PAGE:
The SPEAKER read the clause proposed in amendments, in favor of private executions.

Hon. Mr. CARTIER said the Government must, of course, oppose the amendment, which had no reference to the subject under consideration, the manner of inflicting the death-penalty. He thought that if the hon. mover was in favor of the abolition of the death-penalty in cases for which the present bill provided, he should certainly withdraw the amendment which interfered with the measure to abolish capital punishment in other cases.

Hon. J. S. MACDONALD doped the mover of the amendment would withdraw it. The present bill was an instalment of law in the direction of the abolition of the death-penalty, which should be accepted. The further amendment to abolish the death-penalty in all cases could afterwards moved.

Hon. Mr. HOLTON contended the amendment was germane tot he present bill, and there was nothing in the remarks of the Att’y Gen. East.

Hon. Mr. McGEE did not see that the amendment proposed by the hon. member for Richelieu (Mr. Perrault) was at all germane to the bill. The latter proposed to abolish the death penalty in certain cases, while the amendment related to the carrying out of the law. They were two entirely distinct propositions. There was a river in Monmouth commencing with M and a river in Macedon commencing with M, but there the connexion to censed. The bill and the amendment referred to two entirely distinct matters, though both were good in principle. The bill was good and he would therefore vote for it; and if the proposition of the hon. member for Richelieu (Mr. Perrault) afterwards came up at a proper time and in proper shape he would vote for it. (Hear, hear.)

Mr DUNKIN said that the amendment at this stage of the bill was entirely objectionable, and would have the effect of putting the measure back a stage. The amendment was not so germane to the matter as to warrant this course. He hoped the motion would be withdrawn.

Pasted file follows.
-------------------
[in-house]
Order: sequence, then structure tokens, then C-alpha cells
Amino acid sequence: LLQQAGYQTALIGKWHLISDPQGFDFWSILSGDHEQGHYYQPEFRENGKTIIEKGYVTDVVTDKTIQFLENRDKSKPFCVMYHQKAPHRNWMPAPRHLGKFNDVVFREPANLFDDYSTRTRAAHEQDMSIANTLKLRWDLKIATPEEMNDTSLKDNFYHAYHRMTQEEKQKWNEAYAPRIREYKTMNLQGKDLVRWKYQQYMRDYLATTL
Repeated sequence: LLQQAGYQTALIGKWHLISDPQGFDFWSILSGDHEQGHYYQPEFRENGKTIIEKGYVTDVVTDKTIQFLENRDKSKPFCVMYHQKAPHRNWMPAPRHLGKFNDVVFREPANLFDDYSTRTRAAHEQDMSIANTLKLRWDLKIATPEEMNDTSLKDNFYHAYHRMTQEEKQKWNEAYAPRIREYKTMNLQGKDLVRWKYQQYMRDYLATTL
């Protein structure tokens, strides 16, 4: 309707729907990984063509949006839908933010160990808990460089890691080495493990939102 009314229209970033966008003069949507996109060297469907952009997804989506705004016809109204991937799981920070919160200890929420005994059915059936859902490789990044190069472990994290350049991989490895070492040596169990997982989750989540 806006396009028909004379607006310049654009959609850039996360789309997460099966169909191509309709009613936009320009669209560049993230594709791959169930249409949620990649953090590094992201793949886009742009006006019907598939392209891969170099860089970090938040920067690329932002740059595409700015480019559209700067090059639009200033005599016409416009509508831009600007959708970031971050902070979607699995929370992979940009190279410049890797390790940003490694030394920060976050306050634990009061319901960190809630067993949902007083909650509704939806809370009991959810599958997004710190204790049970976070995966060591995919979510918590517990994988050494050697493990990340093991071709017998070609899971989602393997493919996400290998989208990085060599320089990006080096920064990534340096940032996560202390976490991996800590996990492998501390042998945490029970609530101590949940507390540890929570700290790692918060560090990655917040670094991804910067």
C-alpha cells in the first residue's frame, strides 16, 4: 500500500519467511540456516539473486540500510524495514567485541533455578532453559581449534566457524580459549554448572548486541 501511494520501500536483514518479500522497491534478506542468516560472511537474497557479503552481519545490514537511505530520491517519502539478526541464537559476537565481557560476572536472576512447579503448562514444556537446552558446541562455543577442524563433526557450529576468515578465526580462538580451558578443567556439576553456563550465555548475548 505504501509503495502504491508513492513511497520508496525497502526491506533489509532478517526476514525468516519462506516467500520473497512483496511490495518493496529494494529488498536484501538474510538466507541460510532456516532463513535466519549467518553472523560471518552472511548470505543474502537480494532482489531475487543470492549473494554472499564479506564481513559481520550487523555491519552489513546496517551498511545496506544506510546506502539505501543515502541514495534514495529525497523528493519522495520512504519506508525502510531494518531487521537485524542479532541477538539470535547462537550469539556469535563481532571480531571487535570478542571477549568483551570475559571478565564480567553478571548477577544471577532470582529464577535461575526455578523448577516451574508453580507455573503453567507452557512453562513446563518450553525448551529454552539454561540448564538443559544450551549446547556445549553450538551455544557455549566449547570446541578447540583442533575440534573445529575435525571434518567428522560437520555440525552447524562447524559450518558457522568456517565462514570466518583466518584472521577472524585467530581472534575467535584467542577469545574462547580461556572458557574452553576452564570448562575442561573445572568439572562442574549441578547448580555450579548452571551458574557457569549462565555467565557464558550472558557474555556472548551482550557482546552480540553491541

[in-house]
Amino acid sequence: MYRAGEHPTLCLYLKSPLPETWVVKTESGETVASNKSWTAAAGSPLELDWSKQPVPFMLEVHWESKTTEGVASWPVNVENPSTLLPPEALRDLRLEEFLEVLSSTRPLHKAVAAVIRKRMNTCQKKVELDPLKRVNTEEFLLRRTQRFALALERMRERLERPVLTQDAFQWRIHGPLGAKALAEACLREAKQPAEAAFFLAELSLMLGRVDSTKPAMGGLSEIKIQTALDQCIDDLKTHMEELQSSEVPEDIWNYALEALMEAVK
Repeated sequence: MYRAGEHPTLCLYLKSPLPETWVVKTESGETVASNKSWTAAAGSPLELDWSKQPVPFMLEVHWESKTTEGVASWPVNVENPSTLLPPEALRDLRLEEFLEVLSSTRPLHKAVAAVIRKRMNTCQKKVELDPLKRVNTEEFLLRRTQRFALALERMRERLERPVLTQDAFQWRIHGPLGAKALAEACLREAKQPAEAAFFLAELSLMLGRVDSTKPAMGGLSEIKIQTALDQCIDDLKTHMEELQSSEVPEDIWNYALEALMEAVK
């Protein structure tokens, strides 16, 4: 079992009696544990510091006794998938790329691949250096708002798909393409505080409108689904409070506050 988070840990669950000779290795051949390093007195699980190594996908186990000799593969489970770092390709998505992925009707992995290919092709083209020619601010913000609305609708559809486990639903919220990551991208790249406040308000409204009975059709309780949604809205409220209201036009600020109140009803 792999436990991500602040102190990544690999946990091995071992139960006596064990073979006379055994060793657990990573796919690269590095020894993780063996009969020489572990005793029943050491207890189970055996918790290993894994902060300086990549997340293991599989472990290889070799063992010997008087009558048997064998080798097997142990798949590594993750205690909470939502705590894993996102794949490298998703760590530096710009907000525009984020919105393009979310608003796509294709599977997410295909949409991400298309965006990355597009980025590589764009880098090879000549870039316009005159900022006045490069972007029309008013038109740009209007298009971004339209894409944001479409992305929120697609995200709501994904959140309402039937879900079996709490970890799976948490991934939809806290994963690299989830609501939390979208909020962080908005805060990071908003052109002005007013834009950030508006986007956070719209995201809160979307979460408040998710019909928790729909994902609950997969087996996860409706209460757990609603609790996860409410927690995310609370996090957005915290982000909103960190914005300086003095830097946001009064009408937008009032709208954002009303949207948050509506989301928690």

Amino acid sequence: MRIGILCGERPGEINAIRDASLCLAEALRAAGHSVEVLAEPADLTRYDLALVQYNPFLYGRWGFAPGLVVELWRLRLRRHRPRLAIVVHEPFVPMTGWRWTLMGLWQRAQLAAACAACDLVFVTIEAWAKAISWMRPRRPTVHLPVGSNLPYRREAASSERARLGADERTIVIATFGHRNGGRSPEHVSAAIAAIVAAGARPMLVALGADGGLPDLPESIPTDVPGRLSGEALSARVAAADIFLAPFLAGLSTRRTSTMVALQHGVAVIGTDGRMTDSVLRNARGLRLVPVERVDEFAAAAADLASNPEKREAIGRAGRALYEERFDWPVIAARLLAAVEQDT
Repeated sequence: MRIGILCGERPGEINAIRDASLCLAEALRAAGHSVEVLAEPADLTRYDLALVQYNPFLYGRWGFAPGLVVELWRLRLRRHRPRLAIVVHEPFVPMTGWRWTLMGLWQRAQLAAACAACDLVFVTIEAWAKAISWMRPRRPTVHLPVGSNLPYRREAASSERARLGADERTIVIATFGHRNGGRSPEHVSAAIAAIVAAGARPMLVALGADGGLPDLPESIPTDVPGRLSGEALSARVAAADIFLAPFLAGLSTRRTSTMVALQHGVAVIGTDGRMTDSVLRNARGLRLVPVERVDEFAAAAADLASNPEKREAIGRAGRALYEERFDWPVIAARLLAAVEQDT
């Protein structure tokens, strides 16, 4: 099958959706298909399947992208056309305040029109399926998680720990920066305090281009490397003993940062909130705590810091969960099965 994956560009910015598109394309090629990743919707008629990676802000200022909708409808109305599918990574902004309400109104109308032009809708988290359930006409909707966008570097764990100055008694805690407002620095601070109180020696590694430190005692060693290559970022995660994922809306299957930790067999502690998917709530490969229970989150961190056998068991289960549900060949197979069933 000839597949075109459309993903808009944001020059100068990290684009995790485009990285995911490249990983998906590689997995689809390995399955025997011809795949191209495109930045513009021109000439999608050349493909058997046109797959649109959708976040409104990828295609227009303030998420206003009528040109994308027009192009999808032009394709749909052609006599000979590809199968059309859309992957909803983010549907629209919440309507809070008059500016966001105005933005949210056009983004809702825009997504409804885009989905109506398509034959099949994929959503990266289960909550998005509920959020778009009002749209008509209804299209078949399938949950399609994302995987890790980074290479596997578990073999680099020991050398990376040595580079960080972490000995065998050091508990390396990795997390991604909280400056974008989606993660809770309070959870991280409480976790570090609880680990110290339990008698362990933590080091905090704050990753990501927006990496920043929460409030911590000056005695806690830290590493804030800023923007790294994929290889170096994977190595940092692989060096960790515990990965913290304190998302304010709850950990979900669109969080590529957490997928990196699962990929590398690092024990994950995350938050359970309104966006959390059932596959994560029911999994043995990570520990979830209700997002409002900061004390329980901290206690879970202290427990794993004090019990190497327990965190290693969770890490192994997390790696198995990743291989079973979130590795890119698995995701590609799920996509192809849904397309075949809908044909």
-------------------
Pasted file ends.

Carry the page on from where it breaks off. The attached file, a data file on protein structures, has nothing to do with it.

Mr. PERRAULT said he had no desire to embarrass the Government or the Hon. Att. Gen. East on this occasion, and, congratulating him upon his step in the right direction, would withdraw the motion. (Hear, and laughter.)

The question was then put on the third reading of the bill, which was carried on the following division—

YEAS.—Messrs. Alleyn, Archambault, Beaubien, Bell (Russell), Bellerose, Blanchet, Bourassa, Bown, Burwell, Bowman, Carling, Caron, Cartier, Cartwright, Chapais, Cockburn, Corneillier, Coupal, Currier, De Boucherville, Dickson, A. A. Dorion, Eric Dorion, Duckett, Alex. Dufresne, Joseph Dufresne, Dunkin, Dunsford, Evanturel, Thomas Ferguson, William Ferguson, Fortier, Gibbs, Gagnon, Galt, Gaudet, Geoffrion, Gaucher, Higgington, Haultain, Jackson, Jones, Labreche-Viger, Laframboise, Lajoie, Langevin, Le Doutillier, Morrison, John Macdonald, J. A. Macdonald, J. S. Macdonald, Alex. Mackenzie, McConkey, McDougall, McGee McKellar, Morris, Munro, O’Halloran, Paquette, Parker, Perrault, Pinsonneault, Pope, Pouliot, Raymond, Rémillard, Robitaille, Rose, J. J. Ross, Sylvester J. Ross, Rankin, Scatcherd, J. Shuter Smith, Somerville, Stirton, Street, Sylvain, Tremblay, Thibaudeau, Thompson, T. C. Wallbridge, Walsh, Wells, White, Wilson, and Alonzo Wright.—94.